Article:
As a parent with young children often on the Internet, I have been asked more than once “How do you spell Disney.com?” This summer as we moved from Texas to Oklahoma, my six year old asked this question from the back seat of our car where she worked on my laptop. I had to explain that we don’t have Internet access from our car YET– And reflected how “magical” the Internet must seem to a young mind: This invisible, seemingly ubiquitous virtual world of bells and whistles that we can access wirelessly from our laptop computers.
I am a vocal advocate for critical media literacy, for people of all ages, and am also concerned about targeted advertising for children that seems to be all around us in the United States and many other countries. Young people wield considerable financial influence in many households, and the marketers definitely know this. I object to the idea that it is ok for our children to be constantly bombarded by media messages encouraging consumption and constant entertainment. According to the article “Commercial pressure on children and young people” from the Norwegian Ministry of Children and Family Affairs:
Children and adolescents are increasingly becoming target groups for aggressive forms of marketing practices and for commercial pressure with a view to stimulate and increase their consumption. One reason for this is that they play an important role as consumers. In addition, children and adolescents have a vital role in choices concerning consumption in the family economy. At the same time, consumer goods are becoming more important factors in shaping the identities of children and youngsters. This means that minors are concerned with the symbolic value of objects and that their perception of these factors are more important than the actual functions of objects. We see too many examples of commercial interests that cynically exploit the uncertainty children and adolescents feel about their identity and self-esteem.
Given this environment of “aggressive media marketing towards children,” I agree with Tim Donovan of Imbee.com that:
- The Internet is not just for adults, it is also for kids, and kids deserve their own spaces online that cater to their own interests and needs without a barrage of advertising.
- Developers of online spaces for children should acknowledge the need to develop ENGAGING environments for them that do more than entertain and serve as conduits for targeted advertising.
Yesterday’s CNet article, “Imbee goes where Disney, AOL failed” observes (correctly I think) that it’s amazing adults haven’t been faster to recognize this need for non-commercial (or at least LESS commercial) online destinations for young people. The article mentions the strategic partnership just announced between Imbee and Web Wise Kids, a non-profit Internet safety group. Web Wise Kid’s motto is, “Equipping Today’s Youth to Make Wise Choices Online.” This needs to be the motto of many school districts– but it could be extended to be, “Equipping Today’s Youth to Make Wise Choices Online and INRL.” (In Real Life)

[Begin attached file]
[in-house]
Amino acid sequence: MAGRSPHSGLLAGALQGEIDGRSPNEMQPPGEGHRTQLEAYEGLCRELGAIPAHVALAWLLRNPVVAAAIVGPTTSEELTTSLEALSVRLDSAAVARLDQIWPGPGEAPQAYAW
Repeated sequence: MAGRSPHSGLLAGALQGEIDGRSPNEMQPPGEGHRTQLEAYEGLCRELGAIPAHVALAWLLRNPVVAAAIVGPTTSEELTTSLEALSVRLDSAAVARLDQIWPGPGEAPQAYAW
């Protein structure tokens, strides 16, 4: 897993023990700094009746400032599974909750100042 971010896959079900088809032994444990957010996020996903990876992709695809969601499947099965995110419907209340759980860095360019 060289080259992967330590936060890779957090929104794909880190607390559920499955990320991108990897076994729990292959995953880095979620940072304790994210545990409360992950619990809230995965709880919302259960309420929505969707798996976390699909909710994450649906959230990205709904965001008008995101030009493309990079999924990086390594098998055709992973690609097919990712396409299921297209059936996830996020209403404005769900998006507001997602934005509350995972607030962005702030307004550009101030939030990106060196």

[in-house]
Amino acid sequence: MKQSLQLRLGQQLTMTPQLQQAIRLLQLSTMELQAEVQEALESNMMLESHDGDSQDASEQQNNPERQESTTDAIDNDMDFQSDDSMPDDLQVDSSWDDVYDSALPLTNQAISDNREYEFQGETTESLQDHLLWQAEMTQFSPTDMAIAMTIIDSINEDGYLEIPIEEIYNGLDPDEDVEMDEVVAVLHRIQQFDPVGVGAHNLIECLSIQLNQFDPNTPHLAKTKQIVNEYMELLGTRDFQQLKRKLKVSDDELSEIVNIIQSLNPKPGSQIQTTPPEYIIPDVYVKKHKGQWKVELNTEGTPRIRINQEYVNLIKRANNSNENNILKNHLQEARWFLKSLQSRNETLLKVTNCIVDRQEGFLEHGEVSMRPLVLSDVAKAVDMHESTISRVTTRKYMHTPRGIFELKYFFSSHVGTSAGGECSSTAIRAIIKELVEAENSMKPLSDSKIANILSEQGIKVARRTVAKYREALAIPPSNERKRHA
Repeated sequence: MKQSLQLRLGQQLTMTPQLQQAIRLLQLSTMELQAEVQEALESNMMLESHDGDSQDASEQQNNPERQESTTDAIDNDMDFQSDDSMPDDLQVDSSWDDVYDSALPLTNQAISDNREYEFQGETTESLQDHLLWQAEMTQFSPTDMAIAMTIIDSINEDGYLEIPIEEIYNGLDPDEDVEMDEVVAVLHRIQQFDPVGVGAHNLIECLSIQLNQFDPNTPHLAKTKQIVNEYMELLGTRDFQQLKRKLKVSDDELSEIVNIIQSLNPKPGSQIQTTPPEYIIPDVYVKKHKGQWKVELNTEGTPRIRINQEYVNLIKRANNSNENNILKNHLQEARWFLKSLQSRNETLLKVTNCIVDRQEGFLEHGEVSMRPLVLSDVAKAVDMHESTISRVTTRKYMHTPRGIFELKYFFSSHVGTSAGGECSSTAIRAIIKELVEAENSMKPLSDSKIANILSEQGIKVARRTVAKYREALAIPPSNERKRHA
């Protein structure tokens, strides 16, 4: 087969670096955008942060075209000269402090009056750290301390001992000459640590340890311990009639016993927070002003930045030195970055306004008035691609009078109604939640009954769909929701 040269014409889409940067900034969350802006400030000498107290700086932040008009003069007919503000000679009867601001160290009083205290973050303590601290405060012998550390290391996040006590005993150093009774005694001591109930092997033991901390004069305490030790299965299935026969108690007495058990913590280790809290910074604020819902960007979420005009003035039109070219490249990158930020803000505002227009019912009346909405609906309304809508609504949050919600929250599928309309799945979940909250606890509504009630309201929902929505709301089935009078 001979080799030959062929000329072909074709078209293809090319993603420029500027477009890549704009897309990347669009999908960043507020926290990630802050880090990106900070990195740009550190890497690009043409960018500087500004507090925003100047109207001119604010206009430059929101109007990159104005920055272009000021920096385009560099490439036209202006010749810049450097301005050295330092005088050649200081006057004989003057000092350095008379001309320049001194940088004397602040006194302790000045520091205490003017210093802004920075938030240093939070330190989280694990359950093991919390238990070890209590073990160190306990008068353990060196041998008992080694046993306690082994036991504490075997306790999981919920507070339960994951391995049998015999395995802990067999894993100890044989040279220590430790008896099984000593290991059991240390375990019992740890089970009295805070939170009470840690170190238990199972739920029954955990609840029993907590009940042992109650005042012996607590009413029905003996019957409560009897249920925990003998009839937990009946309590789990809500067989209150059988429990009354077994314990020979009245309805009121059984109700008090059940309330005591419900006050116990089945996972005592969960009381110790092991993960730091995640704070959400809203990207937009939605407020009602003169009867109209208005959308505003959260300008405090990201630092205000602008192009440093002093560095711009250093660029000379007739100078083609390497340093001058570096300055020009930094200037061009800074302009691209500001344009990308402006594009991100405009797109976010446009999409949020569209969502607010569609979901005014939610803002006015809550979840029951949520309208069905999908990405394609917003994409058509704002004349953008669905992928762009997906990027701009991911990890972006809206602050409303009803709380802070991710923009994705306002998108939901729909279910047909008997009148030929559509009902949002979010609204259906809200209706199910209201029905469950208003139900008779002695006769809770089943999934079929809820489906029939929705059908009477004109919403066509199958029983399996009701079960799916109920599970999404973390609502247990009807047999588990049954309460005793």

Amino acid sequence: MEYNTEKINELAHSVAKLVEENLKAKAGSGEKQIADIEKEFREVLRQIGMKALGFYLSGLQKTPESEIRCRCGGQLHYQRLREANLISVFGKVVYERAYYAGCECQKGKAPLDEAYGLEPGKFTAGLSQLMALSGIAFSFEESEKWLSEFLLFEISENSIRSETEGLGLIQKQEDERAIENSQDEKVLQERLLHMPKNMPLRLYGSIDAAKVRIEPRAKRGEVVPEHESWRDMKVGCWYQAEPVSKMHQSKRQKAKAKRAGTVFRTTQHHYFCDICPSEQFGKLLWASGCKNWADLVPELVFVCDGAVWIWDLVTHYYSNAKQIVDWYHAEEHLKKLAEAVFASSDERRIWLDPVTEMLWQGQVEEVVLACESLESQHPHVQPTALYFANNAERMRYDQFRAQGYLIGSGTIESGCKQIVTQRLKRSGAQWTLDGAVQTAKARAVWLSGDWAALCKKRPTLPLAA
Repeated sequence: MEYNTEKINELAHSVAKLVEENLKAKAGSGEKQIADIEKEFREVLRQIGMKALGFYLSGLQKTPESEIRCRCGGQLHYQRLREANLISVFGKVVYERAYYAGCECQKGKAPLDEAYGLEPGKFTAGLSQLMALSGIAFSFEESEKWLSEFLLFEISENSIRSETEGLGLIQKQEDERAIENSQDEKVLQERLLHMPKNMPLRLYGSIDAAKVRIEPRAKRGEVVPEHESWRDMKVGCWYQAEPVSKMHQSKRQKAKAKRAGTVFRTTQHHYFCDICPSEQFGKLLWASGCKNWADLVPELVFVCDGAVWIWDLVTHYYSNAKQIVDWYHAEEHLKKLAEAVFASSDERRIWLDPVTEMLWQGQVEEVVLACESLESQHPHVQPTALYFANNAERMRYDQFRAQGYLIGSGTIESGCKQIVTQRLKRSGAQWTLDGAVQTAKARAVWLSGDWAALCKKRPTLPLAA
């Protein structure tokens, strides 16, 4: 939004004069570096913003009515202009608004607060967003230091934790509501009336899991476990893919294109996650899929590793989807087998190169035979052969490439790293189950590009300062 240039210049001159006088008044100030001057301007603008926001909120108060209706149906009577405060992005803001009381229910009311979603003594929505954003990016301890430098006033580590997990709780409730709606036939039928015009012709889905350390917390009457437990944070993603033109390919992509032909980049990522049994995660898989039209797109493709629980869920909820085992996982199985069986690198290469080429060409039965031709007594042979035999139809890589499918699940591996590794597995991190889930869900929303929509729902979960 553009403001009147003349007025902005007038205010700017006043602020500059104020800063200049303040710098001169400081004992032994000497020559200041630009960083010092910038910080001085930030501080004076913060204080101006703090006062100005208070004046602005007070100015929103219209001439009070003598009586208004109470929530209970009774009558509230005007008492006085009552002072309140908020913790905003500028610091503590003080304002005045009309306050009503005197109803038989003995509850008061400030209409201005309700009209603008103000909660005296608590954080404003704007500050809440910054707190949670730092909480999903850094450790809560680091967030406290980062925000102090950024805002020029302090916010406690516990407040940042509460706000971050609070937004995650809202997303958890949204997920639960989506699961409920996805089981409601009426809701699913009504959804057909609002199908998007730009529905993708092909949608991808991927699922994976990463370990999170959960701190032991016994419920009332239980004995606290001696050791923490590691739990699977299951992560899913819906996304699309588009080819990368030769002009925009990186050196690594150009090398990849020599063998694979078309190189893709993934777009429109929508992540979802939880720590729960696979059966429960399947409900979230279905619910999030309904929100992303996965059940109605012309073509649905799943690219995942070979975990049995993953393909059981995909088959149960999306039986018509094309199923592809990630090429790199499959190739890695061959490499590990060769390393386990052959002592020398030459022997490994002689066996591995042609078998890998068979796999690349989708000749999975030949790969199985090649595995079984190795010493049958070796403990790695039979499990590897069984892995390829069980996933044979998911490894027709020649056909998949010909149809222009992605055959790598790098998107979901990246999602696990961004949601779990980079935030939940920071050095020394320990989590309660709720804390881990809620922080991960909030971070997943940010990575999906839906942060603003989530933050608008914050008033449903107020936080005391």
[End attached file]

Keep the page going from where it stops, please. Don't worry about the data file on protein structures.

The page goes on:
Imbee is just getting started, and Disney.com has been around a relatively long time by Internet standards– but I think a strong case can be made that engaging destinations like Imbee are BETTER than places like Disney for our young people precisely because they are not motivated fundamentally by a desire for commercialization, monetization, and (to take a cynical view) exploitation of children’s monetary influences in their own families at the potential expense of their own self-esteem and concept of identity.
I do NOT want the self-image and identity of my own daughters shaped and defined by PowerPuff girls, Barbie, American girl dolls, or any other commercial product. No we do not ban these products in our home, and I think they can be fine to play with– but the line between play and identity can be a fine one. In the future when we DO have Internet access in our car and my daughters are online, I think I’ll be much happier to hear them ask, “how do you spell Imbee.com, Dad?” instead of asking for Disney.com. 🙂
If you enjoyed this post and found it useful, consider subscribing to Wes' free, weekly newsletter. Generally Wes shares a new edition on Monday mornings, and it includes a TIP, a TOOL, a TEXT (article to read) and a TUTORIAL video. You can also check out past editions of Wes' newsletter online free!
Did you know Wes has published several eBooks and "eBook singles?" 1 of them is available free! Check them out! Also visit Wes' subscription-based tutorial VIDEO library supporting technology integrating teachers worldwide!MORE WAYS TO LEARN WITH WES: Do you use a smartphone or tablet? Subscribe to Wes' free magazine "iReading" on Flipboard! Follow Dr. Wesley Fryer on Twitter (@wfryer), Facebook and Google+. Also "like" Wes' Facebook page for "Speed of Creativity Learning". Don't miss Wesley's latest technology integration project, "Show With Media: What Do You Want to CREATE Today?"
On this day..
- Chance favors the connected mind - 2010
- The Ethic of the Link, Hyperlinked Writing, and Mainstream Media Link Hangups - 2009
- Theater magic in Wamego, Kansas and KSU football - 2008
- Value of blogs and citizen journalism demonstrated in Myanmar - 2007
- Please submit a proposal for K-12 online! - 2006
- Friending on social networks - 2006
- CUE Opposes DOPA - 2006
- Education leaders propose more useless and counterproductive ideas - 2006
- Educational technology legal issues - 2005
- Apache Users - 2005